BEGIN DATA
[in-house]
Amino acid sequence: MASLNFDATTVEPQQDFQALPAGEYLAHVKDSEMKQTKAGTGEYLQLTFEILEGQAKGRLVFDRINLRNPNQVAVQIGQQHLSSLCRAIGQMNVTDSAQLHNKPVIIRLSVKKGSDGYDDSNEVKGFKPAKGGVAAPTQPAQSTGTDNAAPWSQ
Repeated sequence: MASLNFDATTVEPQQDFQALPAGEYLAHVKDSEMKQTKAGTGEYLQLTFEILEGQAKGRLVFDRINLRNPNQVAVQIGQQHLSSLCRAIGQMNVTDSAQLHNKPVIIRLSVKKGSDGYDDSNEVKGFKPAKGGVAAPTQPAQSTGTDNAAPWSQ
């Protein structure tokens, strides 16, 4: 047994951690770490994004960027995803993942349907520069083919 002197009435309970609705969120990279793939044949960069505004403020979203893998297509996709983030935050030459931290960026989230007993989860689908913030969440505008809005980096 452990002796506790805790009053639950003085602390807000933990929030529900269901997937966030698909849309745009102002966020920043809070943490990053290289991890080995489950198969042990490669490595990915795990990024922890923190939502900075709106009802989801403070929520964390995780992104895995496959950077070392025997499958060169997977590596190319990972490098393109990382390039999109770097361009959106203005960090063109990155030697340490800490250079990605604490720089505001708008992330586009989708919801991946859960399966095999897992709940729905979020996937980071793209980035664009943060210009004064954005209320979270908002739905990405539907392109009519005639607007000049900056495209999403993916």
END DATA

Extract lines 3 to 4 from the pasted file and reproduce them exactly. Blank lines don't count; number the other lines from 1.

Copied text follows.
Repeated sequence: MASLNFDATTVEPQQDFQALPAGEYLAHVKDSEMKQTKAGTGEYLQLTFEILEGQAKGRLVFDRINLRNPNQVAVQIGQQHLSSLCRAIGQMNVTDSAQLHNKPVIIRLSVKKGSDGYDDSNEVKGFKPAKGGVAAPTQPAQSTGTDNAAPWSQ
């Protein structure tokens, strides 16, 4: 047994951690770490994004960027995803993942349907520069083919 002197009435309970609705969120990279793939044949960069505004403020979203893998297509996709983030935050030459931290960026989230007993989860689908913030969440505008809005980096 452990002796506790805790009053639950003085602390807000933990929030529900269901997937966030698909849309745009102002966020920043809070943490990053290289991890080995489950198969042990490669490595990915795990990024922890923190939502900075709106009802989801403070929520964390995780992104895995496959950077070392025997499958060169997977590596190319990972490098393109990382390039999109770097361009959106203005960090063109990155030697340490800490250079990605604490720089505001708008992330586009989708919801991946859960399966095999897992709940729905979020996937980071793209980035664009943060210009004064954005209320979270908002739905990405539907392109009519005639607007000049900056495209999403993916």